A think tank for the worldwide insurance industry says that claims from September 11 have pushed the sector to the limit.This content was published on September 11, 2002 - 11:56
However, the Geneva Association reports that the industry will be able to cover payouts resulting from the attacks.
The Geneva-based body, a non-profit organisation counting up to 80 chief executives from the world's most important insurance companies, estimates that the bill for the industry will be SFr60-75 billion ($40-50 billion).
At a news conference on Tuesday, the Geneva Association said September 11 was a "global event", since more than half the payouts would come from non-American companies and the international reinsurance industry.
It highlighted the fact that many lines of business had suffered at the same time, including aviation, property, life, health, liability and business interruption.
"Besides paying 40-50 billion dollars for a risk that they never thought they had taken on to their books ... the industry has had to struggle with the stock market failure in the aftermath," Patrick Liedtke, the organisation's secretary general, told swissinfo.
"While one and the other are not immediately linked, it deals a double blow to the industry which is hard to stomach."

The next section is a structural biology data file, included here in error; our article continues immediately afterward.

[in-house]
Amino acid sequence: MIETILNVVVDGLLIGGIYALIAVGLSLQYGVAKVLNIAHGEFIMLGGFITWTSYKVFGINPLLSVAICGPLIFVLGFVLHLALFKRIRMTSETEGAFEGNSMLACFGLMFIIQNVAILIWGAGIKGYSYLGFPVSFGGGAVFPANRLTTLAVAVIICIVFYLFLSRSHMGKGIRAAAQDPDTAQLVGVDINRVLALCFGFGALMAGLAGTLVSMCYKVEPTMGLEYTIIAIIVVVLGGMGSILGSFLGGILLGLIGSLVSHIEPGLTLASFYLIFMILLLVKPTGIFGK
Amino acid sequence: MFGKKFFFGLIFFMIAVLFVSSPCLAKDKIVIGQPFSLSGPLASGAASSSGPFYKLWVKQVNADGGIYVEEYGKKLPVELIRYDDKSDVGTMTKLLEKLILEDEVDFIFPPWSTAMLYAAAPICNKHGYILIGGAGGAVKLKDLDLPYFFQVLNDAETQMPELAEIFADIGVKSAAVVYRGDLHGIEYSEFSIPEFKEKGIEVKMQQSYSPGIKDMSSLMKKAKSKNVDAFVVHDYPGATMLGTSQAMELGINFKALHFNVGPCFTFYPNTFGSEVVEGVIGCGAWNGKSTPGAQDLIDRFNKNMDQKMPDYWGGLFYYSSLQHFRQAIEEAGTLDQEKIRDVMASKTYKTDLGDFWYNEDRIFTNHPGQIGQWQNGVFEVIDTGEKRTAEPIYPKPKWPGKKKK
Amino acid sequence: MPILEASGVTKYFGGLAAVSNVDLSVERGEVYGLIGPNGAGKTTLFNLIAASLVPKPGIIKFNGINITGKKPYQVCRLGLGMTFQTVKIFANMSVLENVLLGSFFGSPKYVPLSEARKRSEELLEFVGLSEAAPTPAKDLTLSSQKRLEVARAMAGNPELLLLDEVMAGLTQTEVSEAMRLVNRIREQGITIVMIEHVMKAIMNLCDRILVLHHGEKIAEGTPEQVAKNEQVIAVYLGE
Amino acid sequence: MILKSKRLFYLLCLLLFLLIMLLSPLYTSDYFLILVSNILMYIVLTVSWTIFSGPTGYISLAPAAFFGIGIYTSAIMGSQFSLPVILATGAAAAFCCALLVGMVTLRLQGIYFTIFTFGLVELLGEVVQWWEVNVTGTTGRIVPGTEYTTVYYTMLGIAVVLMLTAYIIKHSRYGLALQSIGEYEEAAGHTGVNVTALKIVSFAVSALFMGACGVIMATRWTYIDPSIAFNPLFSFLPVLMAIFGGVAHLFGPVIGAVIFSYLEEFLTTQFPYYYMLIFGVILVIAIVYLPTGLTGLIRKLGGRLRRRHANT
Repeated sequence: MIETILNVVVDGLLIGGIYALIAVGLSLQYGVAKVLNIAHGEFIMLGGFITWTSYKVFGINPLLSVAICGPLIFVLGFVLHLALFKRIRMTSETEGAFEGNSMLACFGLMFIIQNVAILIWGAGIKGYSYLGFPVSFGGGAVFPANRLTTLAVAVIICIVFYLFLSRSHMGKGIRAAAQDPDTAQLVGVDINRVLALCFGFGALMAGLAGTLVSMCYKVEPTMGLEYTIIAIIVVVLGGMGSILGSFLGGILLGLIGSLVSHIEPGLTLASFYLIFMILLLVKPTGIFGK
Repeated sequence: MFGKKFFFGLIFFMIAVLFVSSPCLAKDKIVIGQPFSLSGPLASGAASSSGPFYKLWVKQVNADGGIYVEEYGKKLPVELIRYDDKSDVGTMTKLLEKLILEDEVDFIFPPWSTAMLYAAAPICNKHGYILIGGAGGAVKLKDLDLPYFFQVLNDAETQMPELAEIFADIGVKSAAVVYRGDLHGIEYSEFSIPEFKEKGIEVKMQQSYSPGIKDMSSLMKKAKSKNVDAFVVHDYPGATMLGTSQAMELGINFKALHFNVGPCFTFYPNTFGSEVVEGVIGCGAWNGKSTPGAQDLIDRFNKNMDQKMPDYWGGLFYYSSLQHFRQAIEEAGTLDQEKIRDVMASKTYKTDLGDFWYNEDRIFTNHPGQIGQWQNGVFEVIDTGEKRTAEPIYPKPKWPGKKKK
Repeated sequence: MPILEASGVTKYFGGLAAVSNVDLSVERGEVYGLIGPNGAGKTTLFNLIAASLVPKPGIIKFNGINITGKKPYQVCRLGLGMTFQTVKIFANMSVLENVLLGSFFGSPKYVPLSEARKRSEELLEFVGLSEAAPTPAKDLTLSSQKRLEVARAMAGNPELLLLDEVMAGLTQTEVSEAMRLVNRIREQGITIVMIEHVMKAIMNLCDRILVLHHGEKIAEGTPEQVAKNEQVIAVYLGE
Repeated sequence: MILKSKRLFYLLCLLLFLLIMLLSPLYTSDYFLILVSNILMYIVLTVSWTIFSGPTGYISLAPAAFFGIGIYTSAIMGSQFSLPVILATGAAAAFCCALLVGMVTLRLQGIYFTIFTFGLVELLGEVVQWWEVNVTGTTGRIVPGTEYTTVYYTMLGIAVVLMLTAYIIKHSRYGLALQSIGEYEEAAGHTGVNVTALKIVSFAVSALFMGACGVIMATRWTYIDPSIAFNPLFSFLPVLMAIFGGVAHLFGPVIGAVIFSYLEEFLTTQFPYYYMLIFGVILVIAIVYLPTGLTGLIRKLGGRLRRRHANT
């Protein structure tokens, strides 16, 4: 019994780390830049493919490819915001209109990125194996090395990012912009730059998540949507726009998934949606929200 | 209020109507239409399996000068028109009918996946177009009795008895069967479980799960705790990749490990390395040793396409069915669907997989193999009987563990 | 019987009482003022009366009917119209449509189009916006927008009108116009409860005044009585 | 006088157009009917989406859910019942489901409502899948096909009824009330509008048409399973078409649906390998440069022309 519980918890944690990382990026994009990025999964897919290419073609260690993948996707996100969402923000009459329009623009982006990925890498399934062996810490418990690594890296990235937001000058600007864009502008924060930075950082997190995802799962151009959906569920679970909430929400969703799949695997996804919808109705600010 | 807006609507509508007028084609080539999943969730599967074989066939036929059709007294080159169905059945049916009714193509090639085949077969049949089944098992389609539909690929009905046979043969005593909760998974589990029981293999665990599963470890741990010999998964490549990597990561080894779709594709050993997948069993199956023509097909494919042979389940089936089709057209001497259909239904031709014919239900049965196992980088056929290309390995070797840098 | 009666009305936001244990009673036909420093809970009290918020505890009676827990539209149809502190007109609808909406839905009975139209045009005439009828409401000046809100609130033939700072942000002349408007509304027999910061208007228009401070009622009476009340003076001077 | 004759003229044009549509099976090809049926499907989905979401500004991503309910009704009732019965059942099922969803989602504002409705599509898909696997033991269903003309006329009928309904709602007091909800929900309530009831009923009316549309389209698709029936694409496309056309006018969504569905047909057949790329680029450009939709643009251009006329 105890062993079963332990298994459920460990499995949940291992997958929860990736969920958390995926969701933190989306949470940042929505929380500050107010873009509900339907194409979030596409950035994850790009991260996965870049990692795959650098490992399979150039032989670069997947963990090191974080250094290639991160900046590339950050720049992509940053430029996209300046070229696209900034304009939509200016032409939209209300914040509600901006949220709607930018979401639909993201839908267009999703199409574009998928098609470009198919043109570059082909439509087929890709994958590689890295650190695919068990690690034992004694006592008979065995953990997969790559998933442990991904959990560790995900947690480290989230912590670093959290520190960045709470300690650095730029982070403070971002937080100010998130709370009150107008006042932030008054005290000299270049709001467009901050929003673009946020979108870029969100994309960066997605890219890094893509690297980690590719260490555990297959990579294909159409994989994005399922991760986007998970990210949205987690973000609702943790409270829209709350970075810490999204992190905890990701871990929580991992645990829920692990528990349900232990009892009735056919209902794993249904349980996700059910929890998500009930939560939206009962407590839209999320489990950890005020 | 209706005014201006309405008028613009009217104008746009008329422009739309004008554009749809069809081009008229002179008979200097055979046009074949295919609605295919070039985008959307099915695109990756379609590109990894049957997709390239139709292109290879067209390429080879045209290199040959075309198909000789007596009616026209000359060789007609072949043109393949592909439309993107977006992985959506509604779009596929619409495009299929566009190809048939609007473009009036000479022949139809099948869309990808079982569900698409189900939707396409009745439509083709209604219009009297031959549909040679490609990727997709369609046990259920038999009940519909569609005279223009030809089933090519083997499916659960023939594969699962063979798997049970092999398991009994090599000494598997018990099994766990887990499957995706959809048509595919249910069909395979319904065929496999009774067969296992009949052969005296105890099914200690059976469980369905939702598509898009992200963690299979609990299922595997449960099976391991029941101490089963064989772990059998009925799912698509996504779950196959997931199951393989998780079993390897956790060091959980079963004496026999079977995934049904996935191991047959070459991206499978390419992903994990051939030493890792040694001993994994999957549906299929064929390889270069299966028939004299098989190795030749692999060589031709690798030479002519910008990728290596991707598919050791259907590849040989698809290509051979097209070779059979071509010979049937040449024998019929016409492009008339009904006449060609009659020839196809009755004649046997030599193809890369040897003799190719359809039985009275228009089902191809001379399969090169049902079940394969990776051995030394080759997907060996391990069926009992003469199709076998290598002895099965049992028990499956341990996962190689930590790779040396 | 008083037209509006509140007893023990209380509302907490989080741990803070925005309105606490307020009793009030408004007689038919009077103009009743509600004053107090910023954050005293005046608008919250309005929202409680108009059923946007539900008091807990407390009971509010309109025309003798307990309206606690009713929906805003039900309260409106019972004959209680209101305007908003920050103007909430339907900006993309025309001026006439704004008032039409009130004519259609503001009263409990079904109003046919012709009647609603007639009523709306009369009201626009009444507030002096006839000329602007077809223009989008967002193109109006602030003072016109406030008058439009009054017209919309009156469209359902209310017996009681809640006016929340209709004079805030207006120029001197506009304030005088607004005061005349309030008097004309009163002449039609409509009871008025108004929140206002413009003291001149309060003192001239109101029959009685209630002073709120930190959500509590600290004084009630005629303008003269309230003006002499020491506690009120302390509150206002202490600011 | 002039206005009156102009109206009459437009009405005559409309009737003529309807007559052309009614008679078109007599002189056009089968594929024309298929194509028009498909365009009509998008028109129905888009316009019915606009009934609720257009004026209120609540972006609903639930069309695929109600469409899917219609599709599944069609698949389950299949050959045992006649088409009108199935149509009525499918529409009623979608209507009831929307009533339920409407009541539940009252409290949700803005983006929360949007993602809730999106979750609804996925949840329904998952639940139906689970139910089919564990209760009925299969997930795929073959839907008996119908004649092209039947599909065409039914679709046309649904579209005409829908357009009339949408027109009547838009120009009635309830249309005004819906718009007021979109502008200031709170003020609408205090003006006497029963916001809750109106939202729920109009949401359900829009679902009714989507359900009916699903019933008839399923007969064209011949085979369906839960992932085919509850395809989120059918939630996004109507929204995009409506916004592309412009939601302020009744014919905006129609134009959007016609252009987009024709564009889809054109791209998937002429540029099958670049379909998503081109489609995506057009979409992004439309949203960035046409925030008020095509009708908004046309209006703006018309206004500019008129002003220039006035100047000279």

Weather the storm
The Geneva Association commented that it was "remarkable" that the industry could weather the situation when not a single dollar had been set aside specifically for such an event.
It added that one of the lessons to be learned was that man-made catastrophes could easily become as expensive as natural catastrophes.
Hurricane Andrew, the second most costly insured event, landed the industry with bills of about $20 billion.
Another lesson was that terrorism risks could be insured if there was private-public cooperation.
Governments and insurance
"We have to deal with a risk that has been assumed to be basically uninsurable and we are now reaching a level of understanding where we can find that by cooperating - governments and insurance at the same time - we can solve this problem ... but it takes time," said Liedtke.
"The ideas are somehow to limit the exposure of insurance companies, to create some sort of government backstops to allow them, for example, to exclude terrorism risk from certain classes of policies."
The Geneva Association said that among the challenges facing the insurance industry were improving risk management and solving the terrorism "uninsurability" problem.
In view of the stock market collapse, the industry should abandon the practice of compensating aggressive underwriting through high investment returns, it added.
swissinfo, Robert Brookes
Insurance and September 11
September 11 was the most expensive insured event.
Claims resulting from September 11 could top SFr$75 billion.
Insurers have now cut exposure to acts of terrorism.
Companies have also been hammered by tumbling stock markets.
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